Britain and Germany should learn from history but not be obsessed by it, the Queen has told a state banquet in a hall where Hitler honoured Nazi heroes.
The Queen laid the wreath at the Neue Wache in Berlin
Both nations should look beyond simplistic stereotypes to build an enduring friendship after the suffering of war, she said in Berlin's Zeughaus.
President Horst Kohler held the banquet to honour the Queen, at the end of the first day of her three-day state visit.
Adolf Hitler had used the same venue to honour Nazi heroes during World War II.
The Queen, 78, told the banquet: "In remembering the appalling suffering of war on both sides, we recognise how
precious is the peace we have built in Europe since 1945.
"It is difficult for someone of my generation to over-emphasise this."
The post-war partnership between Britain and Germany, within the European Union and Nato, was
one of the bedrocks of peace, she added.
"We owe it to those who built that partnership to continue the
process into the 21st Century - to learn from history not to be obsessed by it,
to look beyond simplistic stereotypes, to realise how often we share the same
outlook, above all to recognise the way in which that vital partnership of the
post-war years has evolved, and continues to evolve, into a mature and
enduring friendship for the 21st Century."
Stereotypes withered when human contact, particularly among the young,
flourished, the Queen said.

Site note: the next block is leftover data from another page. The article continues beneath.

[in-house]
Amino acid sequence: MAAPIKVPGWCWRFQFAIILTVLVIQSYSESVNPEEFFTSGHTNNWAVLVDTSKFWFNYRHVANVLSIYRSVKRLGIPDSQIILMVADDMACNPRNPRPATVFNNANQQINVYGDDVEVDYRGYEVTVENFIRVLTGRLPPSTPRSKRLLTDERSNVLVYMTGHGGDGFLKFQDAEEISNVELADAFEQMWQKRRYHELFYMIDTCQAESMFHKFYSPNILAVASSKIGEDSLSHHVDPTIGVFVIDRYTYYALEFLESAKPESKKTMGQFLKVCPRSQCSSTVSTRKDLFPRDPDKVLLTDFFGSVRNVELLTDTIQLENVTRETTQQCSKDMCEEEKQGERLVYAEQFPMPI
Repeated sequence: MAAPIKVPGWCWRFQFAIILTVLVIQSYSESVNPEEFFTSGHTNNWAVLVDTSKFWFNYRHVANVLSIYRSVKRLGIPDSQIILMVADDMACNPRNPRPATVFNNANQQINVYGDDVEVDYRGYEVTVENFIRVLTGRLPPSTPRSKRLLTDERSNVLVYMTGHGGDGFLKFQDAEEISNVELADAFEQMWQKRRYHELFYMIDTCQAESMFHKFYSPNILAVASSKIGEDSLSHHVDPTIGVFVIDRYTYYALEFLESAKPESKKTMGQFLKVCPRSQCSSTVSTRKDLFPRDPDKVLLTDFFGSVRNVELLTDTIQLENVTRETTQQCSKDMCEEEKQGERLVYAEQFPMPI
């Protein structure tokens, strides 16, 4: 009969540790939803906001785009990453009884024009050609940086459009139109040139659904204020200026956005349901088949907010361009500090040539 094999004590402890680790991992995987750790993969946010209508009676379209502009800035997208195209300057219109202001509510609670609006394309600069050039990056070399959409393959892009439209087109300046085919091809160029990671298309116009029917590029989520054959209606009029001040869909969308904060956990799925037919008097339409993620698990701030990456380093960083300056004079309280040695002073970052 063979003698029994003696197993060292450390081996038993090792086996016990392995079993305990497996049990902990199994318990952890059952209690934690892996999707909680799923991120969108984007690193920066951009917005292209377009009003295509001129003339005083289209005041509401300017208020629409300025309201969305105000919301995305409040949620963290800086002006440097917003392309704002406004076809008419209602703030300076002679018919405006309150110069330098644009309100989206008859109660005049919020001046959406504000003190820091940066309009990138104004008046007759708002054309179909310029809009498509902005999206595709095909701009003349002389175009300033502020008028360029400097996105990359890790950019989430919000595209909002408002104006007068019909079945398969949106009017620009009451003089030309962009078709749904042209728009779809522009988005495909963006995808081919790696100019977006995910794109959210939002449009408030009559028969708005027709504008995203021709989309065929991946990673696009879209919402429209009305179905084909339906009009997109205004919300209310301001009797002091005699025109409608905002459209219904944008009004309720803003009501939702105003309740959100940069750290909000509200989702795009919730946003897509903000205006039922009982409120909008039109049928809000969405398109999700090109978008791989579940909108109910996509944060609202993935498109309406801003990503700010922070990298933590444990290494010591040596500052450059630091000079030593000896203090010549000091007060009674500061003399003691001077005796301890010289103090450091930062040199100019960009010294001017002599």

President Kohler told his guests the Queen, descended from the Electors of Hanover, had always been interested in the Germans.
He told her: "We, for our part, respect and admire you for the impressive and
dignified way you have represented your proud nation over this past half
century, for the commitment you demonstrated to the reconciliation of our
countries after the war, for the way your government over decades helped to
guarantee the freedom of Berlin, for the support you signalled with your state
visit in 1992 for a Germany that had recently regained its unity."
Earlier on Tuesday, the Queen laid a wreath at a memorial to the victims of war and tyranny.
Accompanied by Foreign Secretary Jack Straw, she laid the multi-coloured flowers at the Neue Wache in Berlin.
The remains of an unknown soldier and a concentration camp victim lie buried at the memorial in earth from World War II battlefields and Nazi death camps.
The Queen visited the Schloss Charlottenburg presidential palace
On Wednesday, the Queen will attend a benefit concert to restore Dresden Cathedral.
During the Queen's last state visit to Germany in 1992, two eggs were thrown at her car when she was in Dresden for a church service of reconciliation.
This time she will not be visiting the city.
The Queen requested that proceeds from Wednesday night's gala concert at the Berlin Philharmonic Hall be donated to the restoration of Dresden's Frauenkirche,
which was destroyed in the wartime bombing.
Some years ago, she made a personal donation to the cathedral's rebuilding fund.